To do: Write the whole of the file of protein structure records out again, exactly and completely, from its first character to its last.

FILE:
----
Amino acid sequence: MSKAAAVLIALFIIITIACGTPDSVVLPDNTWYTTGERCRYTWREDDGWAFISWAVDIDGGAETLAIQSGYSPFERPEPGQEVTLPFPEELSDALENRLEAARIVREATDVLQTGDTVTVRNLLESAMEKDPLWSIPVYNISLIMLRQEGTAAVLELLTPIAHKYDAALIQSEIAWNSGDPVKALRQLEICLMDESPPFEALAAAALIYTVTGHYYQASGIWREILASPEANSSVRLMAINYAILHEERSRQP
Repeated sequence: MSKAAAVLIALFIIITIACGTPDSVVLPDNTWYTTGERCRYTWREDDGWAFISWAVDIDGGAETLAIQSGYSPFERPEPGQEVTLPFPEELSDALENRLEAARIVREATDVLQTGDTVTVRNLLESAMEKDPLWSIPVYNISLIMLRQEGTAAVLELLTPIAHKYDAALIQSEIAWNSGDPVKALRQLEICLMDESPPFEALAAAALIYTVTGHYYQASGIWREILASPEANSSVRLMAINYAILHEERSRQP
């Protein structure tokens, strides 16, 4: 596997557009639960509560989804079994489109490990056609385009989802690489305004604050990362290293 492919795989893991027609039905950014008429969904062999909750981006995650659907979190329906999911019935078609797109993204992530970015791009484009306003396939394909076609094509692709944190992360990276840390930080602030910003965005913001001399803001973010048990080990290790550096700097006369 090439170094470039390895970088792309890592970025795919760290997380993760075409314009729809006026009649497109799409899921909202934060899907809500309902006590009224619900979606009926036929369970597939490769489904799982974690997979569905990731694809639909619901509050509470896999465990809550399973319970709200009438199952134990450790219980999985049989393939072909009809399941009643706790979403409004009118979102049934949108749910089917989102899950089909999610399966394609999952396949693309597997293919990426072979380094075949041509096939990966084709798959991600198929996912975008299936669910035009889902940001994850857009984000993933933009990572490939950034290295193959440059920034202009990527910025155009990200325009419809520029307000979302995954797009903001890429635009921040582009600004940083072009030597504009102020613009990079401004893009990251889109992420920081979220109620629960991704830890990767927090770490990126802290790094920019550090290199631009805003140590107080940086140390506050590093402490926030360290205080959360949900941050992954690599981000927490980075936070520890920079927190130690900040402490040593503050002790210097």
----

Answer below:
Amino acid sequence: MSKAAAVLIALFIIITIACGTPDSVVLPDNTWYTTGERCRYTWREDDGWAFISWAVDIDGGAETLAIQSGYSPFERPEPGQEVTLPFPEELSDALENRLEAARIVREATDVLQTGDTVTVRNLLESAMEKDPLWSIPVYNISLIMLRQEGTAAVLELLTPIAHKYDAALIQSEIAWNSGDPVKALRQLEICLMDESPPFEALAAAALIYTVTGHYYQASGIWREILASPEANSSVRLMAINYAILHEERSRQP
Repeated sequence: MSKAAAVLIALFIIITIACGTPDSVVLPDNTWYTTGERCRYTWREDDGWAFISWAVDIDGGAETLAIQSGYSPFERPEPGQEVTLPFPEELSDALENRLEAARIVREATDVLQTGDTVTVRNLLESAMEKDPLWSIPVYNISLIMLRQEGTAAVLELLTPIAHKYDAALIQSEIAWNSGDPVKALRQLEICLMDESPPFEALAAAALIYTVTGHYYQASGIWREILASPEANSSVRLMAINYAILHEERSRQP
């Protein structure tokens, strides 16, 4: 596997557009639960509560989804079994489109490990056609385009989802690489305004604050990362290293 492919795989893991027609039905950014008429969904062999909750981006995650659907979190329906999911019935078609797109993204992530970015791009484009306003396939394909076609094509692709944190992360990276840390930080602030910003965005913001001399803001973010048990080990290790550096700097006369 090439170094470039390895970088792309890592970025795919760290997380993760075409314009729809006026009649497109799409899921909202934060899907809500309902006590009224619900979606009926036929369970597939490769489904799982974690997979569905990731694809639909619901509050509470896999465990809550399973319970709200009438199952134990450790219980999985049989393939072909009809399941009643706790979403409004009118979102049934949108749910089917989102899950089909999610399966394609999952396949693309597997293919990426072979380094075949041509096939990966084709798959991600198929996912975008299936669910035009889902940001994850857009984000993933933009990572490939950034290295193959440059920034202009990527910025155009990200325009419809520029307000979302995954797009903001890429635009921040582009600004940083072009030597504009102020613009990079401004893009990251889109992420920081979220109620629960991704830890990767927090770490990126802290790094920019550090290199631009805003140590107080940086140390506050590093402490926030360290205080959360949900941050992954690599981000927490980075936070520890920079927190130690900040402490040593503050002790210097």